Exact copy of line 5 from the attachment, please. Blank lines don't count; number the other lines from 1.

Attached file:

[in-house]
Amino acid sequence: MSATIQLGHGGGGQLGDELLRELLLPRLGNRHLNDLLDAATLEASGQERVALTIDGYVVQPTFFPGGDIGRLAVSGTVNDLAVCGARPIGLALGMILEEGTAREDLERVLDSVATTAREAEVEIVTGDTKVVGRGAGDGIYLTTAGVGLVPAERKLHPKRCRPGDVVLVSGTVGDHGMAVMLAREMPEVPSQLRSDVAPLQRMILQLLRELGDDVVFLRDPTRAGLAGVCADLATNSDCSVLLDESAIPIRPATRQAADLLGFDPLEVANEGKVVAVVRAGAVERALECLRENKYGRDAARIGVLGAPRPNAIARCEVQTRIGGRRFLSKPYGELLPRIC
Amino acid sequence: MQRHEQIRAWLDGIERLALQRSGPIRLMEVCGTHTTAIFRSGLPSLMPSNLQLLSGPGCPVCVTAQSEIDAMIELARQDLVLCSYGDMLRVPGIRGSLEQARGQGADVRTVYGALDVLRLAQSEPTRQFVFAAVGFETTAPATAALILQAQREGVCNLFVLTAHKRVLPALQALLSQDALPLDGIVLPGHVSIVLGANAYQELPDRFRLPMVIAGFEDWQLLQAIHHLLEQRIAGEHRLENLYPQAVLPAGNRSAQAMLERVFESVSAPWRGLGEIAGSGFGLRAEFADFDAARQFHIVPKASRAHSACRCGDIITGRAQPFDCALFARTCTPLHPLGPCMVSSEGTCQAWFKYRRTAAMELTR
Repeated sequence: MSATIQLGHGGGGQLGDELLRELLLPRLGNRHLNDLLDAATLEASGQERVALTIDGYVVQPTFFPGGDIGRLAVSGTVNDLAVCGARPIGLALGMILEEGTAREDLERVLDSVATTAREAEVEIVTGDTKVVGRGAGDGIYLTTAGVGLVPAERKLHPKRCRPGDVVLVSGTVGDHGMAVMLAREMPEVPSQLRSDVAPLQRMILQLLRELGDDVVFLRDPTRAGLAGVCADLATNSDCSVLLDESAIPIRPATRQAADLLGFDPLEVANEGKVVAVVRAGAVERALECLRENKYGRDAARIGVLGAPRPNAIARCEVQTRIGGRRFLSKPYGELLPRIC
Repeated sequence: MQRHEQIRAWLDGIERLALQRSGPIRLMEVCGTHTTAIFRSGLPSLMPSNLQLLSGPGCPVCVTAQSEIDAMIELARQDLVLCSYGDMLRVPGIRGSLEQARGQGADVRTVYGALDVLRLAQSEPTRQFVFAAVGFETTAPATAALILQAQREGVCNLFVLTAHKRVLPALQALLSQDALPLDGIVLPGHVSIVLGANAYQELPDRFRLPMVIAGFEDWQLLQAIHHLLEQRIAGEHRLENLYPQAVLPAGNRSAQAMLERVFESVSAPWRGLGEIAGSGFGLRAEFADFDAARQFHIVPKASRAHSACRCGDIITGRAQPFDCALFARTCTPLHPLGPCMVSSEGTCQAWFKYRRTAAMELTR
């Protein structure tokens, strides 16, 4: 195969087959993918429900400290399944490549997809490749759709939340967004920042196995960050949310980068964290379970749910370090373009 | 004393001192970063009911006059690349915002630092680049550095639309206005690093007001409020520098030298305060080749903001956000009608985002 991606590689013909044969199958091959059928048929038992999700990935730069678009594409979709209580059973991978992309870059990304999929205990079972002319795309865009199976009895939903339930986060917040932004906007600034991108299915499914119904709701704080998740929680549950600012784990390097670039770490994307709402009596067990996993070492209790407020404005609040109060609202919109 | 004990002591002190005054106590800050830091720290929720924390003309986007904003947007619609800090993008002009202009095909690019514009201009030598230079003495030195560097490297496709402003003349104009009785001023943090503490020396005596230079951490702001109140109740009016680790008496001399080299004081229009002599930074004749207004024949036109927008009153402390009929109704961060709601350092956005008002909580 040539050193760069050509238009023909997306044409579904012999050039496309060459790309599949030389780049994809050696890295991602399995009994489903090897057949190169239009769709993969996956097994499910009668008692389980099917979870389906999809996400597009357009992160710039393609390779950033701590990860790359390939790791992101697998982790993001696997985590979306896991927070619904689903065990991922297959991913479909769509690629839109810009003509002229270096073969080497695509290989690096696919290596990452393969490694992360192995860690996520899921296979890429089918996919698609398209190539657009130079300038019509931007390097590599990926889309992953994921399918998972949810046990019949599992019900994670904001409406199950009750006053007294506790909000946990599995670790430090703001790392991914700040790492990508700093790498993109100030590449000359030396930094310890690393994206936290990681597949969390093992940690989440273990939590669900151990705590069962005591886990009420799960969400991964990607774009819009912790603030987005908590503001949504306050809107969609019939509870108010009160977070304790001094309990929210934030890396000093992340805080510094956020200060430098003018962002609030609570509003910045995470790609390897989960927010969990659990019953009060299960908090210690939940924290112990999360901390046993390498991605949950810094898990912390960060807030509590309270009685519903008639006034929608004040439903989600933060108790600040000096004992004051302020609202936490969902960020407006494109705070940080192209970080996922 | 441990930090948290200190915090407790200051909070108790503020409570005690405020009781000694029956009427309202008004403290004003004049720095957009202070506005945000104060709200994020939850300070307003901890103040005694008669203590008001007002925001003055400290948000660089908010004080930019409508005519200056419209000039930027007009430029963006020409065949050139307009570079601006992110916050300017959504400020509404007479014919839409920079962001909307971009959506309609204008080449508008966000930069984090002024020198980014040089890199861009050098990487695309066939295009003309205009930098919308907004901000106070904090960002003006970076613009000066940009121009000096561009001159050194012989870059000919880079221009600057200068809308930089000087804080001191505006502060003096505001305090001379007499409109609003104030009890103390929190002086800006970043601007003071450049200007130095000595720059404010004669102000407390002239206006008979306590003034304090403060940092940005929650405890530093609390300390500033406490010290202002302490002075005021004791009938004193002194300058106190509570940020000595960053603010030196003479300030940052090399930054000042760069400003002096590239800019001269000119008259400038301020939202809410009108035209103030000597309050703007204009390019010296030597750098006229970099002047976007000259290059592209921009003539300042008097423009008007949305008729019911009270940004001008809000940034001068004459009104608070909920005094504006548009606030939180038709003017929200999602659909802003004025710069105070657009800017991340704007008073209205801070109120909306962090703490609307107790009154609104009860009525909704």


Repeated sequence: MQRHEQIRAWLDGIERLALQRSGPIRLMEVCGTHTTAIFRSGLPSLMPSNLQLLSGPGCPVCVTAQSEIDAMIELARQDLVLCSYGDMLRVPGIRGSLEQARGQGADVRTVYGALDVLRLAQSEPTRQFVFAAVGFETTAPATAALILQAQREGVCNLFVLTAHKRVLPALQALLSQDALPLDGIVLPGHVSIVLGANAYQELPDRFRLPMVIAGFEDWQLLQAIHHLLEQRIAGEHRLENLYPQAVLPAGNRSAQAMLERVFESVSAPWRGLGEIAGSGFGLRAEFADFDAARQFHIVPKASRAHSACRCGDIITGRAQPFDCALFARTCTPLHPLGPCMVSSEGTCQAWFKYRRTAAMELTR